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Stillwater Review: Star Wipe

In the newest season of the excellent film podcast "The Plot Thickens," there's a moment when Morgan Freeman finds himself at a crossroads. Having just been Oscar-nominated for "Driving Miss Daisy," he suddenly finds himself in high demand, cast in an overblown Hollywood movie hemorrhaging money (the infamous "The Bonfire of the Vanities"). Fascinating audio from the late '80s set has him realizing that at age 53, his days of toiling in obscurity may finally be dwindling — and that might not be a good thing.

"My agent said to me, you're getting to a level where you have to be careful," Freeman says. "If you become a movie star, you won't have to act anymore."

The quote is insightful of an actor's mindset as fame eclipses craft, but it's also relevant in the context of "Stillwater," a wonderful character-driven drama starring one of the biggest movie stars on the planet, Matt Damon. Over the past three decades, Damon has made plenty of fine films, but has often felt like he was trying to shed his movie star albatross. Now he finally has. It's a transformative performance in a film that stars an actor, not a movie star.

The drama is loosely based on the real-life story of Amanda Knox, but if you aren't familiar with that name you're best off not Googling it. Taken solely on its own merits, "Stillwater" is a film that will make your heart break, make you consider intrinsic flaws in the human condition, and make you appreciate both the quiet moments and the profound ones.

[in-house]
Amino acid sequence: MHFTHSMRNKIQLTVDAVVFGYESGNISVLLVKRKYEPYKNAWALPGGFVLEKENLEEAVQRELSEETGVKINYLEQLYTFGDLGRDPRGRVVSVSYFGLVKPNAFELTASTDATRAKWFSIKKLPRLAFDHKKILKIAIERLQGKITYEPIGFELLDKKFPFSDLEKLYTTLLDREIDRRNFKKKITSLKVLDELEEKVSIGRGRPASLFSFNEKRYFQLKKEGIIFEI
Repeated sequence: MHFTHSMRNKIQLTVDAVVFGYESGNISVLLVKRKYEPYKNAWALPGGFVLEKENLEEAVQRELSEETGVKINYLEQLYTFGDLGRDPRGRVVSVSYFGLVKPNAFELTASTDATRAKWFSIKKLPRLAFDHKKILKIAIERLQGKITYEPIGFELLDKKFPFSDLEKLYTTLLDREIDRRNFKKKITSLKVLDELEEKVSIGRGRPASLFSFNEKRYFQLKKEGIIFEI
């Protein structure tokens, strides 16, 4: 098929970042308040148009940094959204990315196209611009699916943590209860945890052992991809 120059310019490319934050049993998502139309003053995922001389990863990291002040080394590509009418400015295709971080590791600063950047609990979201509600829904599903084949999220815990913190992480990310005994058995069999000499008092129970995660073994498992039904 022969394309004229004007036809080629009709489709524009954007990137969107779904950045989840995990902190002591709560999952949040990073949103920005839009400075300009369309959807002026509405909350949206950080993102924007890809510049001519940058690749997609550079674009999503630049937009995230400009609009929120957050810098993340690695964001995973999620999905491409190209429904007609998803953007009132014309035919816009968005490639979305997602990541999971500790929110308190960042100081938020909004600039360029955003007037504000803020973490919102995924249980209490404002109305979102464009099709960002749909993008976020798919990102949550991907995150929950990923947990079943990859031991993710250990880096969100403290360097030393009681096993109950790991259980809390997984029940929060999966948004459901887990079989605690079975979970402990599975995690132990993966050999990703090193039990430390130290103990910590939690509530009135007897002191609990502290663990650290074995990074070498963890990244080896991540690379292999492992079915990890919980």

Written and directed by "Spotlight" filmmaker Tom McCarthy, the film opens with a beautiful shot of Damon's Bill Baker standing in the middle of a home. As the camera pulls back, it reveals that this house has been destroyed by natural disaster, with Baker among a crew of clean-up workers. The moment turns out to be symbolic of Baker's own life, as any pretense of "family" was destroyed long ago, and he has been left in the rubble, trying to pick up the pieces.

But Bill is a good ol' boy from Oklahoma, the kind of guy who only removes his ball cap to pray and grew up speaking when spoken to. He's not the type of person who spills his guts in a big, weepy speech — so the film wisely peels this onion bit by bit, doling out his tragedies, shortcomings, and perhaps foolhardy aspirations.


Chief among these is getting back to France, where his daughter Allison (Abigail Breslin, in another exceptional performance) is serving time for allegedly murdering her college girlfriend. As the film begins, a lot of time is spent depicting the fish-out-of-water Bill, navigating a world where he sticks out like a Sonic Drive-In on the front lawn of the Eiffel Tower. He is determined to find the real killer and free his daughter. "Okay," you might think at this point, "the story beats coming up feel obvious, but this might be a film worth watching."

What really elevates "Stillwater" is that, much like the character of Bill, every time you think you've got a handle on things the unfolding story shifts. Most significantly (and enjoyably), Baker spends so much time in the city of Marseille that as the months pass he befriends a bleeding-heart artist named Virginie (an excellent Camille Cottin) and her eight-year-old daughter Maya (Lilou Siauvaud), forming a will-they/won't-they partnership that has him requiring a translator and her in need of a father figure for young Maya. Later shifts in the film feature Allison's fractured relationship with her father, and of course the necessities of bringing the true killer to justice.